Silicon Valley is full of people who call themselves serial entrepreneurs. You can’t walk down the street in Mountain View or Palo Alto without bumping into two or three of them. But calling yourself a serial entrepreneur doesn’t actually make you one.
Real entrepreneurs take big risks, have skin in the game, raise capital, and found real companies that employ real people. I’d even say that, until you’ve successfully developed and sold a real product, built and scaled a real business, and achieved a decent return on investment capital, you’re no entrepreneur.
Truth is, few people have done that more than once. I’ve known a few, and one thing they have in common is they don’t call themselves serial or any other kind of entrepreneur, for that matter. They just sort of do what they do best, and that means developing innovative products and, sometimes, new business models.
One guy on the short list is Anthony Wood, founder and CEO of Roku. The name Roku, which means six in Japanese, refers to the number of companies Wood started. Three of them are noteworthy.
Wood founded iBand in 1995 and later sold it to Macromedia for $32 million. Macromedia’s popular Dreamweaver HTML authoring tool is built around iBand’s Backstage code. Wood then started DVR technology pioneer ReplayTV, which he later sold to MP3 maker SONICBlue for $120 million. That technology is now part of DirecTV.
Then came Roku, the first product designed to stream Netflix (NASDAQ:NFLX) movies on TV. Today, Roku’s award-winning set-top boxes stream movies, TV shows, sporting events, music, and videos from Netflix, Hulu Plus, Amazon Instant, HBO Go, Showtime, A&E, Pandora, and YouTube, among many others.
And while Saratoga, California-based Roku is well-funded – having raised $127 million to date from Netflix, Menlo Ventures, Hearst Ventures, BSkyB, News Corp (NASDAQ:NWSA), and Fidelity – it’s still a late-stage startup with 234 employees that competes head-on with Apple TV, Google Chromecast, and to a lesser extent, Xbox and PlayStation. And just today, retail giant Amazon (NASDAQ:AMZN) threw its hat into the set-top box ring, launching Fire TV.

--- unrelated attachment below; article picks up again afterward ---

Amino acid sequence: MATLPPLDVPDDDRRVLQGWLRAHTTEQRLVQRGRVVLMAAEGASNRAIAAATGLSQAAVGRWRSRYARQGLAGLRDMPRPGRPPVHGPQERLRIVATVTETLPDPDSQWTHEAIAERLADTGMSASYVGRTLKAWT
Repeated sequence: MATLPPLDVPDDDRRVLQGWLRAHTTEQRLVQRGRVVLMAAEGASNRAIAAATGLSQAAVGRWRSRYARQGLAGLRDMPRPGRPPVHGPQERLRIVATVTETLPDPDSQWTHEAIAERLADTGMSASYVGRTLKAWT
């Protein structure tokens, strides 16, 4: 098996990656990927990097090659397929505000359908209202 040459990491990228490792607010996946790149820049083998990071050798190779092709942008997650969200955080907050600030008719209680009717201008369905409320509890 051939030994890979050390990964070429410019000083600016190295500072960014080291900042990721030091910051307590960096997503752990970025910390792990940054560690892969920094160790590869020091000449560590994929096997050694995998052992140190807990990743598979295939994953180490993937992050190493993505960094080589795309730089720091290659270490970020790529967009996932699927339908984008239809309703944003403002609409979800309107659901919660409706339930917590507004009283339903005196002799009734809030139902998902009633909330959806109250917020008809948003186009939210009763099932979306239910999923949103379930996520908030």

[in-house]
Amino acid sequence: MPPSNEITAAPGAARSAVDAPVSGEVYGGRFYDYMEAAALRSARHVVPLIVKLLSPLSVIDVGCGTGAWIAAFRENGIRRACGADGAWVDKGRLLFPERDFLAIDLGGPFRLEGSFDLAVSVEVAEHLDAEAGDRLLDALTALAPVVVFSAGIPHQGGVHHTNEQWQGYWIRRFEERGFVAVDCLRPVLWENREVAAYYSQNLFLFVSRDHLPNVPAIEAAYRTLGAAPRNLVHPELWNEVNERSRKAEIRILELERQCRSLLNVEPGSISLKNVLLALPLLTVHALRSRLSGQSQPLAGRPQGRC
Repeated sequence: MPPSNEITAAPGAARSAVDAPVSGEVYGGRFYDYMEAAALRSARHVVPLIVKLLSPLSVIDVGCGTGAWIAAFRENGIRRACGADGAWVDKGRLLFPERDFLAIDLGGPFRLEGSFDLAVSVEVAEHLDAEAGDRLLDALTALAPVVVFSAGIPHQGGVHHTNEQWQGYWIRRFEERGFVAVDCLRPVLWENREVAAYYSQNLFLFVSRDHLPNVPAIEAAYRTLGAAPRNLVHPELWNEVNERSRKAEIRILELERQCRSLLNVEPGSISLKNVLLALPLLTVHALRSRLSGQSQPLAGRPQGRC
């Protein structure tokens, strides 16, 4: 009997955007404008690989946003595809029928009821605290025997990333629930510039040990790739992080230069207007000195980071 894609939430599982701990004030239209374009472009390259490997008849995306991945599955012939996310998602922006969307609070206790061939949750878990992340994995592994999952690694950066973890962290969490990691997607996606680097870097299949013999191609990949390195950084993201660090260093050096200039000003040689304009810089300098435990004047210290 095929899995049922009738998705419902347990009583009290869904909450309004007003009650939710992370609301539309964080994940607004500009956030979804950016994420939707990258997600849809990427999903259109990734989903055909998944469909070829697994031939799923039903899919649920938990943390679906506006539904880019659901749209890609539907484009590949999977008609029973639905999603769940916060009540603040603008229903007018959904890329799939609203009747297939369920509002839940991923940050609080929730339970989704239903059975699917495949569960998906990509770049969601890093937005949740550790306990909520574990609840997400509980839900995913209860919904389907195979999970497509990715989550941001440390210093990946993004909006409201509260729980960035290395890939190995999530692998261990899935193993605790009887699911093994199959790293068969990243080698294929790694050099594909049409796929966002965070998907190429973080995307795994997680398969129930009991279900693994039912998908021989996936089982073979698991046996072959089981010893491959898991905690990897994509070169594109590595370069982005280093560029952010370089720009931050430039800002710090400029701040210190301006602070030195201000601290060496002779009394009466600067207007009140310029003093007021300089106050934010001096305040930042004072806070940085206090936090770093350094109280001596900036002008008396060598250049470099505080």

Therein lies the rub. While Wood’s company is single-mindedly focused on a single market segment, its development resources and negotiating clout are dwarfed by the likes of Apple (NASDAQ:AAPL), Google (NASDAQ:GOOG), Microsoft (NASDAQ:MSFT), and Sony (NYSE:SNE). It’s one thing to compete in set-top boxes, it’s another thing entirely to disrupt the market with a fully integrated living room solution. And make no mistake, that’s the endgame for every one of these companies.
Today, the living room is a fragmented mess. On the one hand, you have the traditional model: media and entertainment companies selling programmed and limited on-demand content through cable and satellite providers. And then there’s the future: streaming live and on-demand Internet content from those same media and entertainment companies – plus Netflix, Hulu, Pandora (NYSE:P), iTunes, YouTube, and everything else.
While it’s inevitable that the latter model will eventually win out, the question is who and when? Roku, Apple, Google, Microsoft, and pretty much everyone else in tech is scrambling to make deals so they can provide users with a highly integrated solution with a simple, seamless, and easy-to-use interface that can access all that content in a flash.
To make matters even more complicated, the solution might come in a set-top box users buy from one of the aforementioned tech companies at Best Buy or Amazon.com, it can come from Comcast (NASDAQ:CMCSA) or DirecTV (NASDAQ:DTV), or it can be integrated right into a smart TV set. Not to mention the contentious battles over branding, subscription fees, content license fees, and Internet bandwidth.
At CES 2014, Roku announced that its Internet video streaming service and interface will be integrated into six different smart TVs. That’s a step in the right direction, but users will still have to sign up for the usual cable or satellite service if they want to get all the channels they’re accustomed to viewing.
Meanwhile, Apple, has reportedly been negotiating a fully integrated set-top box deal with Time-Warner Cable since at least 2012. Now that the No. 2 cable operator has agreed to be acquired by industry leader Comcast for $45 billion, those negotiations have shifted to Comcast.
If Comcast wins regulatory approval for the merger and hammers out a deal with Apple, that could spell trouble for Roku. But if that deal falls through, then Roku has a good shot at licensing its software and integrating its service and interface into a wide range of cable and satellite set-top-boxes and smart TVs, while selling its own boxes in the aftermarket as it does today.
If I were a betting man, I’d put money on the smaller company making strong inroads and gaining market share on all fronts while Apple spends the next two years in negotiation limbo as Comcast fights to overcome antitrust hurdles at the Department of Justice and net neutrality concerns by the Federal Communications Commission.
So, while Anthony Wood pioneered the DVR, it could be the serial entrepreneur’s sixth company, Roku, that actually captures the living room TV market.